Of the final three, I’m skipping two of them. They are two of my favorite things about Canada – the Northern Lights and the Rocky Mountains – but I’m going for pure nationalism here. You can see the Northern Lights in Norway, Russia, Finland, and I’m sure a handful of other countries, and the Rockies stretch their majesty deep into America. So let’s skip to the next in line.

Cabot Trail. It’s a scenic roadway in Nova Scotia, looping 185 miles over the upper swoop of Cape Breton Island, which itself is perched atop the province like a funky artistic beret. Not a lot to say about this one. It’s a road. A gorgeous road, and I have no doubt it deserves to be a Canadian Wonder, but it’s a road. Named after Jean Cabot, the famous explorer who landed in 1497 nowhere near where this road is. Whatever – it’s a pretty road.

Gros Morne National Park along the west coast of Newfoundland is another spot I’ll probably never see, because I don’t hike, I don’t camp, and I don’t climb mountains. The scenery is once again spectacular though – Canada is full of inspirational terrain. This is a great spot for amateur geologists to learn all sorts of wonderful information about plate tectonics.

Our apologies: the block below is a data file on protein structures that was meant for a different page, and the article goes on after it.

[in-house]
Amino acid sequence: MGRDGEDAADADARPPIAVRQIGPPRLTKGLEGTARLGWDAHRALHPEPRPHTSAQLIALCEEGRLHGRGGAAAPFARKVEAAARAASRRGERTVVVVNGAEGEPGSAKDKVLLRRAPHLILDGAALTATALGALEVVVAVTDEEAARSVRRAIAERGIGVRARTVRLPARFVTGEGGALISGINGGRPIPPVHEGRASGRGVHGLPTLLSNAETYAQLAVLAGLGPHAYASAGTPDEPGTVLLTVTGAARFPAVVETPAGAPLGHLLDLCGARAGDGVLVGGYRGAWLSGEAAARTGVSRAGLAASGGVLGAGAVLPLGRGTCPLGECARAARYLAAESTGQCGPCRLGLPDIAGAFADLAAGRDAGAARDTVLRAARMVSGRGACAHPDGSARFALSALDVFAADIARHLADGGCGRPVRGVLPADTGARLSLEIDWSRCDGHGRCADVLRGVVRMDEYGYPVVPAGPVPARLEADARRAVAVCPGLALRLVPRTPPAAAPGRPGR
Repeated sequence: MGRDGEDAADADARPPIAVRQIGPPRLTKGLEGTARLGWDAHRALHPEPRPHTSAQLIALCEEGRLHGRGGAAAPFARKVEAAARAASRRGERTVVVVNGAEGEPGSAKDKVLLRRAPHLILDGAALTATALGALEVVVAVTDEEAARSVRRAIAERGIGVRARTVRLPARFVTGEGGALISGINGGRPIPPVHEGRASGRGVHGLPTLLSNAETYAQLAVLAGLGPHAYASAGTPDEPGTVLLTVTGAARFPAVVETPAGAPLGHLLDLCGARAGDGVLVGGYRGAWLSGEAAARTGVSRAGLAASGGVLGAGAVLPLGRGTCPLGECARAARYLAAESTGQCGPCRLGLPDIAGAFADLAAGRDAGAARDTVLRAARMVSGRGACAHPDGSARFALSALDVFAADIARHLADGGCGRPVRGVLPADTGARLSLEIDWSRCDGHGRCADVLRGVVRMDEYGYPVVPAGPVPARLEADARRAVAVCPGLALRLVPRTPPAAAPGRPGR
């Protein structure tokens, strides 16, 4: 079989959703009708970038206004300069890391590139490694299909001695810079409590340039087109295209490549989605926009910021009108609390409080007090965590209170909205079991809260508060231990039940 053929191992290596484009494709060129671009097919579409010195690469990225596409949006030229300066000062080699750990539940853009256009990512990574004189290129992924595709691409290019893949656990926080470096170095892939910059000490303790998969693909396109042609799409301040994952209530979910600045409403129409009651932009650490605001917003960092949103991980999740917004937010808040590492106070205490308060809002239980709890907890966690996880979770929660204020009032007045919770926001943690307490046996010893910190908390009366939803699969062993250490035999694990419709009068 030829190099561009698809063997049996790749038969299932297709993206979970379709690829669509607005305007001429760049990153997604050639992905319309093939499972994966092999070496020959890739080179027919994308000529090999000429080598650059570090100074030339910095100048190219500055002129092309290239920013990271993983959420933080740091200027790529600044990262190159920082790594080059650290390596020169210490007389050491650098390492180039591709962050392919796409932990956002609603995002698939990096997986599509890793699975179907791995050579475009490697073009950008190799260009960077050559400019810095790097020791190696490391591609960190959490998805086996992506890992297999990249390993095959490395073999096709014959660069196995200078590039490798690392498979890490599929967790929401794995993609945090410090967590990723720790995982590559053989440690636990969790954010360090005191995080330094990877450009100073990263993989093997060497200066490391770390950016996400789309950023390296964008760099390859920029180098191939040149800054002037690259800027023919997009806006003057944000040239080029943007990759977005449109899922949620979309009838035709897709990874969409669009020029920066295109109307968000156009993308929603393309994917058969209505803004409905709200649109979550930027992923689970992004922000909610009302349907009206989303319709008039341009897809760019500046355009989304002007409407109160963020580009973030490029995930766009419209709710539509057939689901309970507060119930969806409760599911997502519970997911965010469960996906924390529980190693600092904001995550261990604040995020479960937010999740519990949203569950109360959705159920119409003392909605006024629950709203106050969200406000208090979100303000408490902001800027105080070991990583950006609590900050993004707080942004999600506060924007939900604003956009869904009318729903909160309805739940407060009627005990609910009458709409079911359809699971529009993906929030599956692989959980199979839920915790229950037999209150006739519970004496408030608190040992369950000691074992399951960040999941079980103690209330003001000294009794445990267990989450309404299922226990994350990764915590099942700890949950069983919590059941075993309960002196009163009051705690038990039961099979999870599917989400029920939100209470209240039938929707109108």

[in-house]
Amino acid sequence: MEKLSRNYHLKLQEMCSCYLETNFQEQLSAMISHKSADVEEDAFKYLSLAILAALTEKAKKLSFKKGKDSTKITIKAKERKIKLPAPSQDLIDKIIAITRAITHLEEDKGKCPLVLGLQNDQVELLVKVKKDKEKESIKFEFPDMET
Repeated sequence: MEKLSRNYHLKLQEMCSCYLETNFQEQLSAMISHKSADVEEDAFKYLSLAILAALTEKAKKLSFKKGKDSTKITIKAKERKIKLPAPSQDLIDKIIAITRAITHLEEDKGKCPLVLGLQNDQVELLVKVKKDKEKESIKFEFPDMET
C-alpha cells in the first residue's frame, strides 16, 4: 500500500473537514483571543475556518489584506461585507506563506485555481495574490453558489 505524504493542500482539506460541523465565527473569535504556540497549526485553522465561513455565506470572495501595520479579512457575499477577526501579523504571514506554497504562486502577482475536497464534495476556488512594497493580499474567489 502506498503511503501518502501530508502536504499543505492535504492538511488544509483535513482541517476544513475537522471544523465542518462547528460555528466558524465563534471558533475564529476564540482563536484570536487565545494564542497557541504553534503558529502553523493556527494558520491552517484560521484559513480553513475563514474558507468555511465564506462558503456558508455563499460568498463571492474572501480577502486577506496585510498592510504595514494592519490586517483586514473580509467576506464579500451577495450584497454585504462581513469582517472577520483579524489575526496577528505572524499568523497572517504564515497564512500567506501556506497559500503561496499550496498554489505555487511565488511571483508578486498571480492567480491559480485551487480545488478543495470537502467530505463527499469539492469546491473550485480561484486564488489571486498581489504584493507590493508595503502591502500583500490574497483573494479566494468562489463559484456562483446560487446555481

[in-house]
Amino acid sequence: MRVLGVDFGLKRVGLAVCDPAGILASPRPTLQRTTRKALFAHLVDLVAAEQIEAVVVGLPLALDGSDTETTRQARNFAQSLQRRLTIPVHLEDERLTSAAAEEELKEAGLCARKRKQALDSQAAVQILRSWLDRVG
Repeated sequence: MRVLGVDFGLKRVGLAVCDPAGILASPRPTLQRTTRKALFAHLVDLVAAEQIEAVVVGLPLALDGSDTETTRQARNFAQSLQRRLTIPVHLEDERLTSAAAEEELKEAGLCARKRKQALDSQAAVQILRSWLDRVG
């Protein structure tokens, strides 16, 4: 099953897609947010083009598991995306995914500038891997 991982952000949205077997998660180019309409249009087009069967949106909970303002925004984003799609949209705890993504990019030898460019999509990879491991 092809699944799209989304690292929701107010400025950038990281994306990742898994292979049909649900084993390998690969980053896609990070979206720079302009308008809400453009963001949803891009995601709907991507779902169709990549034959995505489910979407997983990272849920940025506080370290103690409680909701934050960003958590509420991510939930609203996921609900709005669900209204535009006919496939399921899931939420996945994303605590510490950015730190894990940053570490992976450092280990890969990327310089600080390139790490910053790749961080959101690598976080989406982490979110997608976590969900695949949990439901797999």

If you have no interest in this sort of thing, and are wondering if the giant Easter Egg in Vegreville or West Edmonton Mall will show up on this list in spot #7, you’re out of luck. The last entry is yet another Provincial Park.

Whether you want to climb around the hoodoo rock formations or spend a day walking around the largest repository of dinosaur fossils in this hemisphere, Drumheller is a valid addition to this list. Honestly, if you have any interest whatsoever in dinosaurs, this should be your top vacation destination in the country. Drumheller also boasts the world’s largest dinosaur: an 86-foot T-Rex that you can enter (rectally, I assume) and climb up to look out the mouth.

I suppose it’s a strike against my Canadianness that I’ve only seen two of these Wonders in person. But come on, this country is huge. And if I’d gone one more down the list, I’d have included the CN Tower in Toronto, which is a phallic architectural marvel worthy of being named one of our national Wonders.

But I don’t get to make that call. I wasn’t asked by the CBC to be on the judging panel. I’ve never been a part of any classic rock bands.